The stomach is located around the midway point of the digestive tract, with the mouth, throat and esophagus above it and the small intestines, colon and anus below it. For the past several decades, rates of stomach cancer appear to be declining. The stomach is made of different layers. The mucosa is the innermost layer. It makes stomach acid and the enzymes that digest food. Most stomach cancers start in the mucosa. There’s also a thick muscle layer that helps mix up food.
Types of Stomach Cancer
- Adenocarcinoma – forms in the inner layer of the stomach.
- Gastrointestinal stromal tumors (GIST) – GIST forms in cells inside the stomach wall called the interstitial cells of Cajal.
- Carcinoid tumours – Forms through the cells in the stomach that make hormones.
Some common symptoms are:
- Feeling bloated or full after eating small amounts
- Heartburn. This may be similar to heartburn or indigestion.
- Nausea and vomiting. Sometimes, the vomit may contain blood.
- Stomach pain
- Persistent vomiting
- Unexplained weight loss
- Age – More common in people older than 55 years old
- Gender – Affect men twice as often as women
- Genetics – Individuals who have inherited BRCA1 & BRCA2 genetic mutations are at an increased risk of stomach cancer.
Diagnosing stomach cancer includes:
- Biopsy – To determine whether cancer cells are in the stomach.
- Computed Tomography (CT) scans – To reveal detailed images of your abdomen. These tests help our doctors determine where the cancer is in the stomach and whether it has spread to other abdominal organs.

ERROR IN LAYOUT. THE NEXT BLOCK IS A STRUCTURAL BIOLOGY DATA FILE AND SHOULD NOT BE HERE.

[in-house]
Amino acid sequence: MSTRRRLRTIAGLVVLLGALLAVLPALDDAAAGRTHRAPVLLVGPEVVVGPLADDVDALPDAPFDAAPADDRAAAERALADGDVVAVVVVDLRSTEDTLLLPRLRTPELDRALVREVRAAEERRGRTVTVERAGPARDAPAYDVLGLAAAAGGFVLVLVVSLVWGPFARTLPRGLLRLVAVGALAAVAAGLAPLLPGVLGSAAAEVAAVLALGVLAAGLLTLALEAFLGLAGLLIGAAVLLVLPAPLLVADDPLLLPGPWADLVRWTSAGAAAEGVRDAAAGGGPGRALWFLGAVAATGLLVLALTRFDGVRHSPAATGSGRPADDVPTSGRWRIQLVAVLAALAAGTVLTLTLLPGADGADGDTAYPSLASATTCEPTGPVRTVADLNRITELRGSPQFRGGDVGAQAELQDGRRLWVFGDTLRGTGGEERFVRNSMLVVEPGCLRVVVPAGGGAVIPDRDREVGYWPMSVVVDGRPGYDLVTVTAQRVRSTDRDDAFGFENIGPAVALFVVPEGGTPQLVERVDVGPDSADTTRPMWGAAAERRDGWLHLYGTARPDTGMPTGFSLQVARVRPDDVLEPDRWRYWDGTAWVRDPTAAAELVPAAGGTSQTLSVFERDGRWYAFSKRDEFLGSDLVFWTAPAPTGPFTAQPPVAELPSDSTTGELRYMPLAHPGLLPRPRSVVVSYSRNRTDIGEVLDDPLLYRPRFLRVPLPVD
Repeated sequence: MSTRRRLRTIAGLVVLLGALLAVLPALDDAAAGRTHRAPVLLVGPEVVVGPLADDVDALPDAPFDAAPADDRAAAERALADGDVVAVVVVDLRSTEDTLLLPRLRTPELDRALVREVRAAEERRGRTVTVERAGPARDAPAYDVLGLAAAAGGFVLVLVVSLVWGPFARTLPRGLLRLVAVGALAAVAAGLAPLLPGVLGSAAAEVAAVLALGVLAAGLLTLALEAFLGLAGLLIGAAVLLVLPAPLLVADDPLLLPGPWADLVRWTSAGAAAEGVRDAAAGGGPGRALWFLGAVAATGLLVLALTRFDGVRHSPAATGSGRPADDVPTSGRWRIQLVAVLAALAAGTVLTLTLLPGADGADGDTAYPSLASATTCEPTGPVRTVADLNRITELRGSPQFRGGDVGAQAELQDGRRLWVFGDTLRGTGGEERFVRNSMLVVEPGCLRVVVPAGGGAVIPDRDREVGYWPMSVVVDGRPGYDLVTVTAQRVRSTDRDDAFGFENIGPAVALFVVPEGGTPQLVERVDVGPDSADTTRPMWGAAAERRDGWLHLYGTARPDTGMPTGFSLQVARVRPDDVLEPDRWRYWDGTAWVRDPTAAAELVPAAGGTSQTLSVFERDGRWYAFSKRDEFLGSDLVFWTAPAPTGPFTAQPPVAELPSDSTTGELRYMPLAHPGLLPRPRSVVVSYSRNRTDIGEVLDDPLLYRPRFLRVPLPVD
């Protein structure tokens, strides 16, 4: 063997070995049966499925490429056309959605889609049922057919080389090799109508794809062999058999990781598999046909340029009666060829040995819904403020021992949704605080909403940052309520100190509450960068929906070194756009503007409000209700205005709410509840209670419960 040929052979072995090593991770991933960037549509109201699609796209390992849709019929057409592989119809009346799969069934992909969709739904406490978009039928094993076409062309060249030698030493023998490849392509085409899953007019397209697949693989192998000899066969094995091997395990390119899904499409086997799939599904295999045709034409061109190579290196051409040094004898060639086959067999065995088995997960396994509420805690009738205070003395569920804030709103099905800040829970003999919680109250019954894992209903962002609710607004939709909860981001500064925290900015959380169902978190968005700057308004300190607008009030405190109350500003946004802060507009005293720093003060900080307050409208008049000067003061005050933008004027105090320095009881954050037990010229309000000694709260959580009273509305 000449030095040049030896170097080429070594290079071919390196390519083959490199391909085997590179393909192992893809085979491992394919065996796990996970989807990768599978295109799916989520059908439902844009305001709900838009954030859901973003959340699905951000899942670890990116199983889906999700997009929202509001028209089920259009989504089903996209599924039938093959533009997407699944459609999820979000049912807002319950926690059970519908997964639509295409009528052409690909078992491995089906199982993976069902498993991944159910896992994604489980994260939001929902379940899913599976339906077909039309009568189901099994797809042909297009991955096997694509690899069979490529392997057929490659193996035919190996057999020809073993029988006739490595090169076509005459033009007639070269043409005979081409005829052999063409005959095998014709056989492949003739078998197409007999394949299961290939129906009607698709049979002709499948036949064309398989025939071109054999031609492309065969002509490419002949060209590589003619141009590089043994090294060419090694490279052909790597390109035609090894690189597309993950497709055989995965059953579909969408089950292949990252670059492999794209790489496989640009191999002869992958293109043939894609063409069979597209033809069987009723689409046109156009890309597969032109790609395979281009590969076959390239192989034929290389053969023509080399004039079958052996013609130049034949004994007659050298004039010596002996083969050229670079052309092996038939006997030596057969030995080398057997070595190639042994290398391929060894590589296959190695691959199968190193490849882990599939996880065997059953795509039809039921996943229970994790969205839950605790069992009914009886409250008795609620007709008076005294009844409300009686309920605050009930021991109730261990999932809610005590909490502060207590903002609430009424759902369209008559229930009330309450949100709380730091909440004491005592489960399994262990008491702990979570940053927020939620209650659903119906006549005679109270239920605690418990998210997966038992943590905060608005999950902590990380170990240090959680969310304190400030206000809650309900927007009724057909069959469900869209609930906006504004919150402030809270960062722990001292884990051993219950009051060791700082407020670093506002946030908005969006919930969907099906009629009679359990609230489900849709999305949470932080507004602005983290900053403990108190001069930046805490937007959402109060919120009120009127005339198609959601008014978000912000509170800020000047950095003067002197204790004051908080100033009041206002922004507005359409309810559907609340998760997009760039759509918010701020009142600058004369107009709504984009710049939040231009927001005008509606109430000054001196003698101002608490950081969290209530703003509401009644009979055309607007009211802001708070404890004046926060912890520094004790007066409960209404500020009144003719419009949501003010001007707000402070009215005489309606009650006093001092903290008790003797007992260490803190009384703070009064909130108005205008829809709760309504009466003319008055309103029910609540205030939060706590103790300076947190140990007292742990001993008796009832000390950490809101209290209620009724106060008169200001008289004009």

- Magnetic resonance imaging (MRI) – To help doctors stage stomach cancer.
- Positron emission tomography (PET) scan– To help doctors determine the stage of the disease and whether it has spread.
- Ultrasound – Used if the fluid is found in your abdomen and to check for tumours that have spread to other organs.
Treatment options for stomach cancer require comprehensive and innovative diagnostic imaging to determine appropriate treatment for each patient. Treatment options for stomach cancer inclusive of:
- Surgery – to remove all of cancer and a margin of healthy tissue including relevant lymph nodes.
- Radiotherapy – to kill any cancer cells that might remain after stomach cancer surgery, alleviate pain and stop bleeding or shrink tumours that may be blocking the digestive tract.
- Chemotherapy – To shrink tumour to make surgery easier and improve the outcome of treatment.
- Targeted therapy –for patients with advanced stomach cancer whose cancer cells tested positive for human epidermal growth factor receptor 2 (HER2).